Country music concerts are incredible rarities in Singapore. The most we got over the last 10 years, were Taylor Swift, Carrie Underwood, Hunter Hayes, Kenny Rogers and more recently, The Bellamy Brothers. With the constant conversation on what is country and what is not today, sometimes, the selfish part of me wishes for more successful country-pop/mainstream crossover acts so that we can get what is remotely close to country over here. (Lookin’ at ya, Sam Hunt, and Kelsea Ballerini, and Thomas Rhett, and Carrie Underwood again.)
That said, when I saw “The Last Bandoleros” featured in the weekly BandsIntown email about 3 months back, I got pretty excited. “Holy sh*t!”, I exclaimed. Still struggling with disbelief, I had to check their website. It was real, of course. “I have to see their show here! I don’t care if it’s even a 30-minute set”, I told myself with great certainty.
Here’s the short story: I became a fan of their unique sound very early last year when word got out that the band had signed with Warner Music Nashville. Immediately, I checked out their single on iTunes and really, really liked their soulful harmonies and the catchiness of “Where Do You Go.” Even after, I would occasionally follow some of their radio tour performances, which won me over even more than the one song already had. “I Don’t Want To Know” was growing to be the favorite. So, having the opportunity to chat with them and seeing the guys translate those recorded tunes into a live show was surreal.
Playing 4 tracks from the self-titled project (produced by vocalist and guitarist Jerry Fuentes) and an unreleased song, the signature “Tex-Mex” sound was introduced to Singapore with “Maria.” Unlike most heartbreak anthems, it has an upbeat, almost-euphoric tune to celebrate how “she don’t love me/she don’t’ want me” and the way that ex just “does it good.”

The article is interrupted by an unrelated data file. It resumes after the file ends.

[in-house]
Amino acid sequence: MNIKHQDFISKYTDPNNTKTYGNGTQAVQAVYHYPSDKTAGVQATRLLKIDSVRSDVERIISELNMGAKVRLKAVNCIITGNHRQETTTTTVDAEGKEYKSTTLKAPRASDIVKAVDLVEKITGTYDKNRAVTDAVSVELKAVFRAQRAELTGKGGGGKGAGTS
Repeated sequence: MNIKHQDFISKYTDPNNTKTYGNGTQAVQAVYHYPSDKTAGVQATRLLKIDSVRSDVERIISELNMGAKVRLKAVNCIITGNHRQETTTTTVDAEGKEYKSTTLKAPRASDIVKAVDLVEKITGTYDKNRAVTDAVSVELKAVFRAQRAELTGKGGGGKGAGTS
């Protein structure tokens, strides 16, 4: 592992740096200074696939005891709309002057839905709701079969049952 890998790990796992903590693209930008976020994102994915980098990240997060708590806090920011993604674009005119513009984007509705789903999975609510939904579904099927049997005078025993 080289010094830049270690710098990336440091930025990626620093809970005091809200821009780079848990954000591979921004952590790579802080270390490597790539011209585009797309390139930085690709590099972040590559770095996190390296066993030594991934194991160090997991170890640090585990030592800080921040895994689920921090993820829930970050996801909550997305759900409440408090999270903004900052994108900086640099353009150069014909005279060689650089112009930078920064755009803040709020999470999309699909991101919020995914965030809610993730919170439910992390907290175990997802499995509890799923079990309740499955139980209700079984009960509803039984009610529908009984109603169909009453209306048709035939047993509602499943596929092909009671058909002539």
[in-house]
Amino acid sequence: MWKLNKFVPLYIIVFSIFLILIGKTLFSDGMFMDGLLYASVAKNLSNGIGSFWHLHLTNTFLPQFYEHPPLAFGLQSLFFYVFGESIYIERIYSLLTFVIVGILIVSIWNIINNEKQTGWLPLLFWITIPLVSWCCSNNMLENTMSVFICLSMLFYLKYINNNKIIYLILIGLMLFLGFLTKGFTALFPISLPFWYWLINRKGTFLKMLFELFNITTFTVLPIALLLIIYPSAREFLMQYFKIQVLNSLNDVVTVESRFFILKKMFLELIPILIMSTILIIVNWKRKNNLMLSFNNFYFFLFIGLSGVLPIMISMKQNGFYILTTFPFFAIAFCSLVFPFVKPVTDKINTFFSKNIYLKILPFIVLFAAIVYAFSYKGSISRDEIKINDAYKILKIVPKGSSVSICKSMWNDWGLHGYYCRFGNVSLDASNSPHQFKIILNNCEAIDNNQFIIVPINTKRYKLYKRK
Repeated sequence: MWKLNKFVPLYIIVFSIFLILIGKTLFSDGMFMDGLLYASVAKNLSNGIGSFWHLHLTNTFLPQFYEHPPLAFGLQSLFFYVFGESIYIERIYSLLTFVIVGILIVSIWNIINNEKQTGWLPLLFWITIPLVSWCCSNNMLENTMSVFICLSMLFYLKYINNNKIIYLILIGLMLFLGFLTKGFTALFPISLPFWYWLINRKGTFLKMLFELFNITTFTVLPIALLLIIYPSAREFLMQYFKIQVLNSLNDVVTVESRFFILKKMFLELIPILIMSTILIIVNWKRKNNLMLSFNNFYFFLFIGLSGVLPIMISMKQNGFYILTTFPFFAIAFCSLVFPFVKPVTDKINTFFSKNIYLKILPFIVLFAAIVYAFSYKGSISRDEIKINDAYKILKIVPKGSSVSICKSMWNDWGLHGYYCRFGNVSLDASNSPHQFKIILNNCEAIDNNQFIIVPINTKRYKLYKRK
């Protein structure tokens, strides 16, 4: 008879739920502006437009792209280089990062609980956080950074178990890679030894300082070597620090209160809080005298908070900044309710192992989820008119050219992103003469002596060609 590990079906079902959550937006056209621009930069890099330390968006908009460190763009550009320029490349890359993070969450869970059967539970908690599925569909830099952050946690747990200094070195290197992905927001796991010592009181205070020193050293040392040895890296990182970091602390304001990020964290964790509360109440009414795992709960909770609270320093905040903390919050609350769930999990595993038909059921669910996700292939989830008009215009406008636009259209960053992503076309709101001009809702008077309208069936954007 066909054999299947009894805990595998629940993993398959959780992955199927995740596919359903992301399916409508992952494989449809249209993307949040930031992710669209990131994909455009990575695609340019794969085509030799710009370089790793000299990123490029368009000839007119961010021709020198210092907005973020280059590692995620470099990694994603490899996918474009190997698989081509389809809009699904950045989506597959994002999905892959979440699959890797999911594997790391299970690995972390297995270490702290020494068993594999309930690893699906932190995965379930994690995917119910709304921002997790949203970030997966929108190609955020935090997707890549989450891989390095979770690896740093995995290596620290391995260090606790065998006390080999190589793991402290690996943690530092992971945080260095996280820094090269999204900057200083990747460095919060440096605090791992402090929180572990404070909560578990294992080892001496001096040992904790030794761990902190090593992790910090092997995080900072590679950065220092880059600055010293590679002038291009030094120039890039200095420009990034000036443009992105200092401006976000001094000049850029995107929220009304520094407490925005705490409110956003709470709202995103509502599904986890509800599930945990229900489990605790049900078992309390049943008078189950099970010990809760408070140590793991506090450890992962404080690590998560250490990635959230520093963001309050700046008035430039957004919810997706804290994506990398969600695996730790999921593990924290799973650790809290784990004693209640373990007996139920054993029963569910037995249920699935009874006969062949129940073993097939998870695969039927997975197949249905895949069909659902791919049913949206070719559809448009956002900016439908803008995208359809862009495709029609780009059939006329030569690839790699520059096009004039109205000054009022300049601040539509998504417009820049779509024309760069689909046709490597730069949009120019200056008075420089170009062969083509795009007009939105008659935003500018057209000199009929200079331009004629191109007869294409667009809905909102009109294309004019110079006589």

Next up was an unreleased song called “River Man,” where the guys introduced their accordion player, Percy Cardona, and his insane skills. In their attempt to hype up and engage the crowd, the band did a prelude with Diego Navaira (bass and vocals) commanding different pitches of “whoa-oh’s” from everyone. If you ask me, that was pretty successful, as everyone filled the entire stadium with echoes of “whoa-oh’s.” This song fits right in with the music on their EP, especially with an infectious chorus that saw Jerry bobbing his head sideways (“down to the river man, down to the river, to the river”). Mid-way through, the spotlight was on Cardona, who lit up the stage in an instant with his accordion-playing skills like no other.
The “True Detective”-inspired tune, “I Don’t Want To Know,” followed band introductions after, with a breezy, suspense-filled opening. A fan-favorite, the rhythmic song has already racked up half a million streams on Spotify. What I love about this song is how it conjures up a mysterious old western movie scene in my head. Bolstered by haunting and bitter lyrics like,
“where you gonna rest your soul, where you gonna bury your bones, I don’t want to know”
listeners can hardly deny the inevitable arcane feeling that Derek James (guitar and vocals) and the other guys made sure was present in the song. Heck, you know what, I’m actually picturing a country/Spanish version of “Phantom of the Opera” too if that makes any sense.
After taking the crowd through that romantic Sherlock Holmes moment, the guys brought up the energy in the house with their debut single to country radio, “Where Do You Go.” Full of lush harmonies and melodies that will stick in your head, it was no wonder Scott Hendricks (A&R rep and producer), couldn’t budge away from those guys until they signed to Warner Music Nashville.
Closing their 25-minute set was the head-banging, toe-tapping (or feet-stopping) country-rock “Take Me To It,” which was the perfect song to get Sting fans psyched up for the headliner’s set if you ask me.
I can say that majority, if not the entire audience was unfamiliar with The Last Bandoleros. Let’s be real. The locals, unlike me, were there primarily or solely for Sting. But, let’s be honest again. With a roaring applause and loud cheers at the end of their 6-song set, no one can deny that the 4-men band had garnered a whole new fan base from the opposite side of the world.
The Last Bandoleros are true virtuosos in the music industry. And, I’m banking on my last buck that they’ll be headlining stadium and arena shows much sooner, rather than later.